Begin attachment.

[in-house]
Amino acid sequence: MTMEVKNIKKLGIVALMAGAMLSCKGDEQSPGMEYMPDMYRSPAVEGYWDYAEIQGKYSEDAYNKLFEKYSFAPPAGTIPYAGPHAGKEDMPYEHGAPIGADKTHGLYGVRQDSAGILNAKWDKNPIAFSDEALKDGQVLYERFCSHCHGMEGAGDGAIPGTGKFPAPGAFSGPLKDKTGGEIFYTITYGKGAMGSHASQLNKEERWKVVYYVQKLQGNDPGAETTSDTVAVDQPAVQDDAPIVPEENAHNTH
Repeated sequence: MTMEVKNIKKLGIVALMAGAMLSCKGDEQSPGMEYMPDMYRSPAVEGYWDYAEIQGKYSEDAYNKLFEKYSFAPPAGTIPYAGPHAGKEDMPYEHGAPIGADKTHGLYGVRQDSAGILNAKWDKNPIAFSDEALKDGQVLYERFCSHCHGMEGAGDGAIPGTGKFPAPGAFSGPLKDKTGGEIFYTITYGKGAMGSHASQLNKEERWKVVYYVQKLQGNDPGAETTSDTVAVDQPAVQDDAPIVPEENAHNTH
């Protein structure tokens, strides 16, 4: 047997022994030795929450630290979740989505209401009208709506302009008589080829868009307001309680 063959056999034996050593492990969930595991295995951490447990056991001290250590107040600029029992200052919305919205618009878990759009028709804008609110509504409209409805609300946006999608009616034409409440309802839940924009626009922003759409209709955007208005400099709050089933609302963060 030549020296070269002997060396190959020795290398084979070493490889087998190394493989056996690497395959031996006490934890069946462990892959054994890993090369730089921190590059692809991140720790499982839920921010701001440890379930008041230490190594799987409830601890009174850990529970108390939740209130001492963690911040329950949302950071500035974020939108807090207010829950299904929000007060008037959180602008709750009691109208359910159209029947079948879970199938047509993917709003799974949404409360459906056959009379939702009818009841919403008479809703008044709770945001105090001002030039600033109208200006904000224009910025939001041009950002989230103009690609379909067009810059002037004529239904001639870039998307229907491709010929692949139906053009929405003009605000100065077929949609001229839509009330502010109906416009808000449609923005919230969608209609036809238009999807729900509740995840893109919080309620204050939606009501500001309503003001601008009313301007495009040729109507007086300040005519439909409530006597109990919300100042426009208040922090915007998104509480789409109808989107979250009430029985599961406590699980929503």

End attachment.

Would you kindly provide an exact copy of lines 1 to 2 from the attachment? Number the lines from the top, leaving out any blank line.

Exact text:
[in-house]
Amino acid sequence: MTMEVKNIKKLGIVALMAGAMLSCKGDEQSPGMEYMPDMYRSPAVEGYWDYAEIQGKYSEDAYNKLFEKYSFAPPAGTIPYAGPHAGKEDMPYEHGAPIGADKTHGLYGVRQDSAGILNAKWDKNPIAFSDEALKDGQVLYERFCSHCHGMEGAGDGAIPGTGKFPAPGAFSGPLKDKTGGEIFYTITYGKGAMGSHASQLNKEERWKVVYYVQKLQGNDPGAETTSDTVAVDQPAVQDDAPIVPEENAHNTH